18 2013 Accountability Development 18 Accountability Policy Advisory Committee (APAC) In October 2011, the commissioner requested nominations from educator organizations, business organizations, and educational service centers for the APAC. Twenty-nine members were selected for the APAC, representing various educational and business organizations and legislative offices. The APAC membership is online at:

19 2013: Advisory Committees APAC and ATAC Meeting Outcomes A summary of meeting outcomes for the joint APAC/ATAC meeting from March 2012 is posted online at: A summary of meeting outcomes for the May 2012 ATAC meeting will be posted at the same link during the week of June

20 2013: Goals and Guiding Principles 20 At the initial meeting in March 2012, APAC and ATAC members defined the Goals and Guiding Principles for the new accountability system. The committees endorsed five primary goals that will ensure that Texas will be among the top ten states in postsecondary readiness by 2020, as delineated in Chapter (f) of the Texas Education Code. The committees also adopted a set of Guiding Principles that will be used to inform the accountability development process.

21 2013 Accountability Goals Improving student achievement at all levels in the core subjects of the state curriculum. Ensuring the progress of all students toward achieving Advanced Academic Performance. Closing Advanced Academic Performance level gaps among groups. Closing gaps among groups in the percentage of students graduating under the recommended high school program and advanced high school program. Rewarding excellence based on other indicators in addition to state assessment results. 21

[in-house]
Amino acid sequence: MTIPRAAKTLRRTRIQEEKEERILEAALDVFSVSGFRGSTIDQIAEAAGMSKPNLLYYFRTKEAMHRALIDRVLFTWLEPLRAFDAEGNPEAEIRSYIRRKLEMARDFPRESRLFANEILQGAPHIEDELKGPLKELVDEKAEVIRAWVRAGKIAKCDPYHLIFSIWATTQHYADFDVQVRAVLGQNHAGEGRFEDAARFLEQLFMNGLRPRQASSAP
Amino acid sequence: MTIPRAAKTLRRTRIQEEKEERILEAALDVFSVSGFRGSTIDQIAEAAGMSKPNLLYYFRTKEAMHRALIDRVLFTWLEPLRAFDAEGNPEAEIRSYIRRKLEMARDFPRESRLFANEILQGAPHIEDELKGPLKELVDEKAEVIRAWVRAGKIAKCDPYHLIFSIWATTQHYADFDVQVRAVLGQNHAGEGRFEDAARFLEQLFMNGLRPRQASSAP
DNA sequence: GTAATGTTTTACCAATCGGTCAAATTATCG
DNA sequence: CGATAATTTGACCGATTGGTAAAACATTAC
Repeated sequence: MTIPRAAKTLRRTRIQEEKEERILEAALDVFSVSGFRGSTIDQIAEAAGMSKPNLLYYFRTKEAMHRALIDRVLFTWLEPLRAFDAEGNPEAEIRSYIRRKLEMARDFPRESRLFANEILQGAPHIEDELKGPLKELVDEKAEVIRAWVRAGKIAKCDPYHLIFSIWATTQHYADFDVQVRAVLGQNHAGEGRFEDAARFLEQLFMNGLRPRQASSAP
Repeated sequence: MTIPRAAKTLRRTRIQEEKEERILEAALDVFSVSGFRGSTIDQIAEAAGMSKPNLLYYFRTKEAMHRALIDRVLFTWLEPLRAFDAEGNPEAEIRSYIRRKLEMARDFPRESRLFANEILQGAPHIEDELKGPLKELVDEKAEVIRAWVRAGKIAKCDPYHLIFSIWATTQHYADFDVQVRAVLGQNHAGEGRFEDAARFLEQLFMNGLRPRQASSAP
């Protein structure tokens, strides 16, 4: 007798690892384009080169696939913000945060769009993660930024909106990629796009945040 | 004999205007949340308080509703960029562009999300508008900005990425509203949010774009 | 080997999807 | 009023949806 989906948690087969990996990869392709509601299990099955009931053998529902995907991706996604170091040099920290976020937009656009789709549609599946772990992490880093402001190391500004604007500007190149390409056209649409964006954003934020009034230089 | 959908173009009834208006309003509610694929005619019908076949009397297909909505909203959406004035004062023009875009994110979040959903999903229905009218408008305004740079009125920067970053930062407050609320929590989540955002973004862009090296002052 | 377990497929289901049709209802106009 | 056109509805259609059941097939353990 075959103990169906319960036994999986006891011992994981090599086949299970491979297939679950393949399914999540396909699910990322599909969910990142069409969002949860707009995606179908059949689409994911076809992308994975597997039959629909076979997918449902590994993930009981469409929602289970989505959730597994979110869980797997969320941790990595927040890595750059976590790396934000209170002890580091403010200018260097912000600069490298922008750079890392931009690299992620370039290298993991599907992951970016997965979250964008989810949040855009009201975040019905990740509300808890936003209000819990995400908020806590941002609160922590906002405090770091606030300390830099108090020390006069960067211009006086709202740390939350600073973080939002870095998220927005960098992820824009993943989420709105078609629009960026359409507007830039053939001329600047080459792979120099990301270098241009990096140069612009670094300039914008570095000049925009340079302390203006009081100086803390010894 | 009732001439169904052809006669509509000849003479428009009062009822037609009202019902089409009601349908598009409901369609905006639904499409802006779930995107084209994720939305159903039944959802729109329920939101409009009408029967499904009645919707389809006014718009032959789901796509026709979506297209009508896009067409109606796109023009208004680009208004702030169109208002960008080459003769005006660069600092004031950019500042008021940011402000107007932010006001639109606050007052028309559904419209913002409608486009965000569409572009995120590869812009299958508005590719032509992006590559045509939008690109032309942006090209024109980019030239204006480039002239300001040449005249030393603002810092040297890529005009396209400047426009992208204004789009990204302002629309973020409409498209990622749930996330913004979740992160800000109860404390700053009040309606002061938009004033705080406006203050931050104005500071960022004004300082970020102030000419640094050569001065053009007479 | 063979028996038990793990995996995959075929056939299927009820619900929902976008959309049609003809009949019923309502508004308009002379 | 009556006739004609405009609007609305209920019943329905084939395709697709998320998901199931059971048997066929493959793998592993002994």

22 2013 Accountability Guiding Principles Student Performance The system is first and foremost designed to improve student performance. The system focuses on preparing students from the elementary grades and above for success after high school. System Safeguards The system uses safeguards to minimize unintended consequences. 22

23 2013 Accountability Guiding Principles Recognition of Diversity The system is fair and addresses the diversity of student populations and educational settings. Public Participation and Accessibility The systems development and implementation are informed by advice from Texas educators and the public. The system is understandable and provides performance results that are relevant, meaningful, and easily accessible. 23

24 2013 Accountability Guiding Principles Coordination The system is part of an overall coordinated strategy for state and federal ratings, reporting, monitoring, and interventions. Statutory Compliance The system is designed to comply with statutory requirements. 24

25 2013 Accountability Guiding Principles Local Responsibility Districts are responsible for submitting accurate data upon which ratings are based. The system relies on local school districts to develop and implement local accountability systems that complement the state system. Distinction Designations Recognized and exemplary distinction ratings are based on higher levels of student performance rather than more students performing at the satisfactory level. 25